Maybe that rare moment of eternal harmony –as I know it– is what I am seeing in this new painting that is headed to the Principle Gallery for my annual solo show, Between Here and There, which opens June 4. It has a feeling of great harmony for me, of things being in alignment, in place. And of the Red Tree as a central figure being aware of the unity of time and place in which it finds itself.

I believe I have experienced episodes of those four or five seconds of clarity and I see it in this piece. I am calling this new 24″ by 36″ painting Harmonia Aeternam. I chose the Latin translation for Eternal Harmony because I felt this piece deserved a weightier title.

It’s strong enough to handle it.

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Kandinsky Sketch for Composition II

Wassily Kandinsky- Sketch for Composition II- 1923



Color is the keyboard, the eyes are the harmonies, the soul is the piano with many strings. The artist is the hand that plays, touching one key or another, to cause vibrations in the soul.

-Wassily Kandinsky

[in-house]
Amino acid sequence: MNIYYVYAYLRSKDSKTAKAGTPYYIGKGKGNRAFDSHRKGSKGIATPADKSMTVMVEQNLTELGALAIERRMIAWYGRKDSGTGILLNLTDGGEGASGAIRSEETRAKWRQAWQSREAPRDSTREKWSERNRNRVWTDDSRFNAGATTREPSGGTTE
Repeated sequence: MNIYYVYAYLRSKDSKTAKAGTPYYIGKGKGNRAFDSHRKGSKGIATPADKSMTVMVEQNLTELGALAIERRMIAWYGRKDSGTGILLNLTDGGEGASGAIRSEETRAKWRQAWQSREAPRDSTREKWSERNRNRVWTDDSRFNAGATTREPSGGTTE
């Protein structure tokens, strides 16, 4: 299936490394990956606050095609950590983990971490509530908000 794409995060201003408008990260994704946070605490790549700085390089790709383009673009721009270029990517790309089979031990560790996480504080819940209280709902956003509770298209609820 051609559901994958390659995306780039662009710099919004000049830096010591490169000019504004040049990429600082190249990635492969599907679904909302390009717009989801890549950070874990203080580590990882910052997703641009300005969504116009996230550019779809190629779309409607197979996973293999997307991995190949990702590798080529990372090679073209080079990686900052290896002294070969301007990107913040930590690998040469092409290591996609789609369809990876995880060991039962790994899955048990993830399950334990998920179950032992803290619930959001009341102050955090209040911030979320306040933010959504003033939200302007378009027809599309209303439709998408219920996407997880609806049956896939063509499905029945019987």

I came across a short film that I would like to share. It’s What Does Colour Sound Like? and was made by modern composer Barnaby Martin. This ten minute film discusses painter Wassily Kandinsky (1866-1944) as he tried to reconcile the connections between color, music, and emotion in his work throughout his career.

Kandinsky’s work and his writings have always struck chords with me. I know it influenced how I look at works of art, including my own. I often feel and describe paintings in terms of music and, like Kandinsky, view the colors and shapes within a painting as musical elements which are more vital to the work than the actual representation of any one object.

At this point in my preparation for a show, when there is an abundance of new work surrounding me in the studio, the importance of color and form as carriers of emotion becomes clear. Maybe that’s why this film and Kandinsky’s words speak so directly to me this morning.

If you have ten minutes to spare, I urge you to take a look. And a listen.



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Paul_Gauguin_-_D'ou_venons-nous



What still concerns me the most is: am I on the right track, am I making progress, am I making mistakes in art?

–Paul Gauguin